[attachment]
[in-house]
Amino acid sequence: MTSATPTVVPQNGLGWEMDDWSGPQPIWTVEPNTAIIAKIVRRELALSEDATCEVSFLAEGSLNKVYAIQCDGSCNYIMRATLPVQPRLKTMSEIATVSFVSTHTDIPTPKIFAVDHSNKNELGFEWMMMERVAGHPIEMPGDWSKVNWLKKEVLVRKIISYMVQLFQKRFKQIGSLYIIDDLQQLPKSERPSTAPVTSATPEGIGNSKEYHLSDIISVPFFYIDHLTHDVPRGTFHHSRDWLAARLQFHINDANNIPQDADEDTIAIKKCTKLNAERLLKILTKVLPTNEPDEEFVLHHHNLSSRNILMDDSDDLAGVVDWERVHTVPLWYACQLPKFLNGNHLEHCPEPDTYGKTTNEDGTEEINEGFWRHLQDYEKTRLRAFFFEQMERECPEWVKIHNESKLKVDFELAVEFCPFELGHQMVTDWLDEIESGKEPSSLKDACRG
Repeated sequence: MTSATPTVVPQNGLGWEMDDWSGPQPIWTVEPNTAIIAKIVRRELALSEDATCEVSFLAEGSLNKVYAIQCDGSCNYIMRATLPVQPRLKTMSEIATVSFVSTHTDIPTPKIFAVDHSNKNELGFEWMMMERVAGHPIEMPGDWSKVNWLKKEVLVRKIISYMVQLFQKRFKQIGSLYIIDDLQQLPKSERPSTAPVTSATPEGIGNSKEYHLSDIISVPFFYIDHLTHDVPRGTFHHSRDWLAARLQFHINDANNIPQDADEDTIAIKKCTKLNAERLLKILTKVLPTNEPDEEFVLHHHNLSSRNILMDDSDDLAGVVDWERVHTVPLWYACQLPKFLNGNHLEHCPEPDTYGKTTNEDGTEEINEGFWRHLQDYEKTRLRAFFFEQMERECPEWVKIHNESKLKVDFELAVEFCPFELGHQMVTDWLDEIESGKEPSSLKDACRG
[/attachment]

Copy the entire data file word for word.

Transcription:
[in-house]
Amino acid sequence: MTSATPTVVPQNGLGWEMDDWSGPQPIWTVEPNTAIIAKIVRRELALSEDATCEVSFLAEGSLNKVYAIQCDGSCNYIMRATLPVQPRLKTMSEIATVSFVSTHTDIPTPKIFAVDHSNKNELGFEWMMMERVAGHPIEMPGDWSKVNWLKKEVLVRKIISYMVQLFQKRFKQIGSLYIIDDLQQLPKSERPSTAPVTSATPEGIGNSKEYHLSDIISVPFFYIDHLTHDVPRGTFHHSRDWLAARLQFHINDANNIPQDADEDTIAIKKCTKLNAERLLKILTKVLPTNEPDEEFVLHHHNLSSRNILMDDSDDLAGVVDWERVHTVPLWYACQLPKFLNGNHLEHCPEPDTYGKTTNEDGTEEINEGFWRHLQDYEKTRLRAFFFEQMERECPEWVKIHNESKLKVDFELAVEFCPFELGHQMVTDWLDEIESGKEPSSLKDACRG
Repeated sequence: MTSATPTVVPQNGLGWEMDDWSGPQPIWTVEPNTAIIAKIVRRELALSEDATCEVSFLAEGSLNKVYAIQCDGSCNYIMRATLPVQPRLKTMSEIATVSFVSTHTDIPTPKIFAVDHSNKNELGFEWMMMERVAGHPIEMPGDWSKVNWLKKEVLVRKIISYMVQLFQKRFKQIGSLYIIDDLQQLPKSERPSTAPVTSATPEGIGNSKEYHLSDIISVPFFYIDHLTHDVPRGTFHHSRDWLAARLQFHINDANNIPQDADEDTIAIKKCTKLNAERLLKILTKVLPTNEPDEEFVLHHHNLSSRNILMDDSDDLAGVVDWERVHTVPLWYACQLPKFLNGNHLEHCPEPDTYGKTTNEDGTEEINEGFWRHLQDYEKTRLRAFFFEQMERECPEWVKIHNESKLKVDFELAVEFCPFELGHQMVTDWLDEIESGKEPSSLKDACRG